Invasive Species Compendium

Detailed coverage of invasive species threatening livelihoods and the environment worldwide

Abstract Full Text

Genetic variability and seasonal influence of fall armyworm (Spodoptera frugiperda (J. E. Smith)) damage to early vegetative growth of African maize accessions in the humid tropics of southeastern Nigeria.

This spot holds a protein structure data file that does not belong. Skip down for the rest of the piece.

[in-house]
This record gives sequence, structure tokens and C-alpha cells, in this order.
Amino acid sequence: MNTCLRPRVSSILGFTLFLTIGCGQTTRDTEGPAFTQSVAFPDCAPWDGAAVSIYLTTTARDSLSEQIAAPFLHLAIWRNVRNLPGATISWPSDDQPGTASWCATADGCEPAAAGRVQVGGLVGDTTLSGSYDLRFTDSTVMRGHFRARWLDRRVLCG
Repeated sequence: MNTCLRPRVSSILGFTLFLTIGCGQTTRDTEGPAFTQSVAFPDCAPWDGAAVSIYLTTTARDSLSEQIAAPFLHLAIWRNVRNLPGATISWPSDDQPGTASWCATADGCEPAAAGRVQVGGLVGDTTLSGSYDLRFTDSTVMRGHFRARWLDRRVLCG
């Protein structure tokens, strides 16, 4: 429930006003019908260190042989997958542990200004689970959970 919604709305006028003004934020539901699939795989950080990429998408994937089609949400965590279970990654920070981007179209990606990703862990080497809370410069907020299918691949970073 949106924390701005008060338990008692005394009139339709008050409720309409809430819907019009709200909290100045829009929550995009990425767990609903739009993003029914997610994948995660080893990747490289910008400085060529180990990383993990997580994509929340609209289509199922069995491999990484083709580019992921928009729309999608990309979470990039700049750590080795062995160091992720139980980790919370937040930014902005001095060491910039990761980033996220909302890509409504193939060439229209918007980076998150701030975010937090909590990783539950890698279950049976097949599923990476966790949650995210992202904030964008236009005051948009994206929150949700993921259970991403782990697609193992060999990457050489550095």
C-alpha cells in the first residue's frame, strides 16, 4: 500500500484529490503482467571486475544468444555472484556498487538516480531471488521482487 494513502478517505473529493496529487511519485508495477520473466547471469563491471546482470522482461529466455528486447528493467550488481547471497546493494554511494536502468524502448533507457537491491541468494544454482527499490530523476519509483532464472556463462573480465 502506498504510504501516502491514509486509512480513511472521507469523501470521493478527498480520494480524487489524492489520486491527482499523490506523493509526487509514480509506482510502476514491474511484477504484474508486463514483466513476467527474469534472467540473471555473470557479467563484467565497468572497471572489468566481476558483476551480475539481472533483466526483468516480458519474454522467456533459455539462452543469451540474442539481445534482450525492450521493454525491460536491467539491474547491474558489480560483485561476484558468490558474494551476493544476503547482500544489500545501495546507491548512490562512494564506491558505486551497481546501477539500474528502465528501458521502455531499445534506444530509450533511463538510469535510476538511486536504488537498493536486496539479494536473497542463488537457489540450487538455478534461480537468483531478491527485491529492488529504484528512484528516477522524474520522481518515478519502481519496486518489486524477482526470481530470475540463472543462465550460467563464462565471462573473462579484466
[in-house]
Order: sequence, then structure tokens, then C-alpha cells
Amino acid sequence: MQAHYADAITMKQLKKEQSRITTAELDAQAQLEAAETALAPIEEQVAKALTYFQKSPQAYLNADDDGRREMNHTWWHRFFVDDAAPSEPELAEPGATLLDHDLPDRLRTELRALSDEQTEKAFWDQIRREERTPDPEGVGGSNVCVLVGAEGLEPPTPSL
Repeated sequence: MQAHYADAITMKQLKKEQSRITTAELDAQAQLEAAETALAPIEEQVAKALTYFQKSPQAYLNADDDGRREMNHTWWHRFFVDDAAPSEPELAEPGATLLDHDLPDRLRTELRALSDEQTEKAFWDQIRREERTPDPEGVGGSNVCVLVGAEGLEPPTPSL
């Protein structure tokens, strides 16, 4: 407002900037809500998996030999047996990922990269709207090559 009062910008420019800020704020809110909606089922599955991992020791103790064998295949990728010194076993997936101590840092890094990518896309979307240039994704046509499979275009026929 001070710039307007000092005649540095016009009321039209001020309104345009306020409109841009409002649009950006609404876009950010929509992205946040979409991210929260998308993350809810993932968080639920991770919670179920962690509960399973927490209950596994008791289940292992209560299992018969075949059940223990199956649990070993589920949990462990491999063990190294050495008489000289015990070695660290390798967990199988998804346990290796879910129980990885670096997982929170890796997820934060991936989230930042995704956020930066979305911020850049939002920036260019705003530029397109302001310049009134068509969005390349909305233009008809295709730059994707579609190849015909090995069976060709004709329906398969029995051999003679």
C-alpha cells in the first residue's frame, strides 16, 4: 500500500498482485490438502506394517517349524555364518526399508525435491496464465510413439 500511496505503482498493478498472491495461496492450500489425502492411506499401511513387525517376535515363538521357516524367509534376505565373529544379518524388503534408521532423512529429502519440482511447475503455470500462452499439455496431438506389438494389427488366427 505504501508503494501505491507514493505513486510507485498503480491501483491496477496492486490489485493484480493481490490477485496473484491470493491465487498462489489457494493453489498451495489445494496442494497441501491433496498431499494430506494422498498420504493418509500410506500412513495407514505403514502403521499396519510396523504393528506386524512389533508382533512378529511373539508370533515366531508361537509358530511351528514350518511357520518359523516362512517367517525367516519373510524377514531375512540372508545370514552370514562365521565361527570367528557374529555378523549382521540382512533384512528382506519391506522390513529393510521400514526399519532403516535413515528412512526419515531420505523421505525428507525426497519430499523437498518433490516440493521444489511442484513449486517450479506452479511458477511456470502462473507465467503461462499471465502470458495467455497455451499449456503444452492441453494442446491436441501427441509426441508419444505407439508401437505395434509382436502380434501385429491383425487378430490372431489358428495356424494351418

Fall armyworm (Spodoptera frugiperda (J. E. Smith)) (FAW) is a petrifying invasive pest of maize (Zea mays L.) in Africa. Ten tropical maize accessions from the International Plant Genetic Resources Institute (IPGRI) collections and a check (Ikom White variety) were studied, under rainfed conditions, in a multi-environment trial (MET) to assess their responses to natural infestation of FAW. The study was conducted in the 2018 first and second maize cropping seasons in Cross River State, Nigeria using a genotype x season interaction (GSI) model. The combined analyses of variance showed non-significant difference (p > 0.05) for genotypes and significant (p ≤ 0.05) genotype x season interactions for seedling emergence, plant height, number of leaves, leaf area and FAW infestation. The most FAW-damaged maize accession in this study was TZm-304 while TZm-1427 was the least FAW-damaged maize accession. Overall, FAW infestation was significantly (p ≤ 0.01) higher in the second maize cropping season (Akpabuyo) than in first maize cropping season (Calabar). This subsequently led to corresponding decreases in early vegetative growth in the second maize cropping season. The IPGRI African maize accessions evaluated in this study were all susceptible to FAW damage at their early vegetative growth stages. However, the infestation dynamics of FAW on maize in Africa is presently being understudied. Thus, there is a dire need for the adoption of a genotype x location x year (GLY) model in subsequent MET studies on FAW across all maize-growing States in Nigeria and selection for maize genotypes in breeding for resistance to FAW should consider early vegetative growth stage and initial establishments in the field as useful aids to selection.